SPEC Kit 307: Manuscript Collections on the Web · 11
Executive Summary
There is growing demand from users, administrators,
and donors to have manuscript collection information
available on the Web. In their OCLC Programs and
Research report “Shifting Gears: Gearing Up to Get
into the Flow,” Ricky Erway and Jennifer Schaffner
state, “In a world where it is increasingly felt that if it’s
not online it doesn’t exist, we need to make sure that
our users are exposed to the wealth of information in
special collections.”1 Their report speaks specifically
to digitizing collections, but the philosophy holds
true for information about manuscript collections as
well as digital facsimiles of them. This study explores
Web resources that provide information about these
collections, rather than the facsimiles.
Many of those who are responsible for the arrange-
ment and description of manuscript and archival ma-
terials suffer from chronic backlogs and often lament
the lack of resources (staff and time) to deal with their
workloads. How do libraries accomplish the task of
getting information about their valuable resources
online? This survey investigated how many manu-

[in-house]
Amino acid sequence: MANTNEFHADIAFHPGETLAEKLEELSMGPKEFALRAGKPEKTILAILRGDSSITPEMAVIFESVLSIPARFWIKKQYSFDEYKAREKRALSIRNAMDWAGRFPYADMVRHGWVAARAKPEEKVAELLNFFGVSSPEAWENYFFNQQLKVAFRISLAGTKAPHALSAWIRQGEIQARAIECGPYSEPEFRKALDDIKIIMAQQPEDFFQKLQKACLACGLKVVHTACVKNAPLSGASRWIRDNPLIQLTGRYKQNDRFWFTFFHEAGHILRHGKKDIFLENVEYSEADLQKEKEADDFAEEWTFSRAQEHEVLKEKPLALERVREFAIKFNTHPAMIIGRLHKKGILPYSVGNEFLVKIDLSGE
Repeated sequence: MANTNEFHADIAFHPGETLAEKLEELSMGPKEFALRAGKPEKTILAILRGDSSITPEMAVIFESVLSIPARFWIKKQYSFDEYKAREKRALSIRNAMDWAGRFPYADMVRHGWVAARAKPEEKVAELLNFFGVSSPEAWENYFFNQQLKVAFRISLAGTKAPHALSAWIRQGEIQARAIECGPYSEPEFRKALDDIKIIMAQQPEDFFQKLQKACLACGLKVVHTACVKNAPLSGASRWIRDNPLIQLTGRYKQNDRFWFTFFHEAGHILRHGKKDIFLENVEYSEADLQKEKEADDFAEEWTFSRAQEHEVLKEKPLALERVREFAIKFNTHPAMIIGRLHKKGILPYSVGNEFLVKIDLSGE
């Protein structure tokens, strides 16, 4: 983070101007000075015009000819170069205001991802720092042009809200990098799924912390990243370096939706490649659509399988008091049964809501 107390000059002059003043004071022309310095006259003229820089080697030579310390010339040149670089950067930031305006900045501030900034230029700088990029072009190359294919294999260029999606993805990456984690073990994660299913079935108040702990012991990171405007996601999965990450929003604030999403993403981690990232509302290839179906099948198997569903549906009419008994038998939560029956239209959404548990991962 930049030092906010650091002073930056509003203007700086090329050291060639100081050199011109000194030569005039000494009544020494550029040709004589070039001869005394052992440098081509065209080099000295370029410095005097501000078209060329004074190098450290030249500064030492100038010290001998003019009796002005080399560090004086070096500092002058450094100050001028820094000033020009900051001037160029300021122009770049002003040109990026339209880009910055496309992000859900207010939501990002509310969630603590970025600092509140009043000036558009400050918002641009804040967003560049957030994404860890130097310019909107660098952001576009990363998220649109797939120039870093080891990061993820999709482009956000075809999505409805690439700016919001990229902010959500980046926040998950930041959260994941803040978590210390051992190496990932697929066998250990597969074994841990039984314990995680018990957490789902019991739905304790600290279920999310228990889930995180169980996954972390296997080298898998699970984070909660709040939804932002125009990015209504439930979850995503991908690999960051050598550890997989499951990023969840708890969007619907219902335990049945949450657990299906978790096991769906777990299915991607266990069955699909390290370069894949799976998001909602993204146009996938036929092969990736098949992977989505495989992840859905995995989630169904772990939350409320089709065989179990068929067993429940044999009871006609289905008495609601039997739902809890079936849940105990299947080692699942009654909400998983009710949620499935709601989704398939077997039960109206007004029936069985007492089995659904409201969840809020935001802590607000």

script collections are held in ARL member libraries
what percentage of these collections are represented
on the Web what types of information about the col-
lections are available in finding aids and on the Web
what formats are used for finding aids on the Web
how many library staff are working on manuscript
collections, the challenges and benefits of migrat-
ing collection information to the Web, and whether
and how usage of manuscript collection information
is tracked. It was distributed to the 123 ARL mem-
ber libraries in February 2008. Seventy-two libraries
completed the survey by the March 31 deadline for a
response rate of 59%.
Using the Society of American Archivists’ (SAA) defi-
nition of a manuscript collection as a “collection of
personal or family papers”2, the survey first asked
whether the library held manuscript collections. The
majority of respondents (69 or 97%) answered, “Yes.”
Many of the respondents clarified how their answers
may not reflect all of the manuscripts held at their
institution since these collections are dispersed across
several units.
All 69 respondents identified the unit, department, or
library that is responsible for arranging and describ-
ing manuscript collections in some cases, there is
more than one. Typically, it is an archive, special col-
lections, and/or rare books department or library.
Sixty-seven respondents answered basic questions
about the number and types of staff (including archi-
vists, librarians, other professional staff, support staff,
and students) in the unit. They reported a total of 1297
individuals: 584 student assistants, 265 support staff,
218 archivists, 152 librarians, 47 other professionals,
and 31 other staff, such as volunteers. The FTE totals
indicate that permanent staff largely work full-time
and that there are about three students per FTE.
The total number of individuals per unit ranges
from 4 to 95, with an average of 19.36. The number
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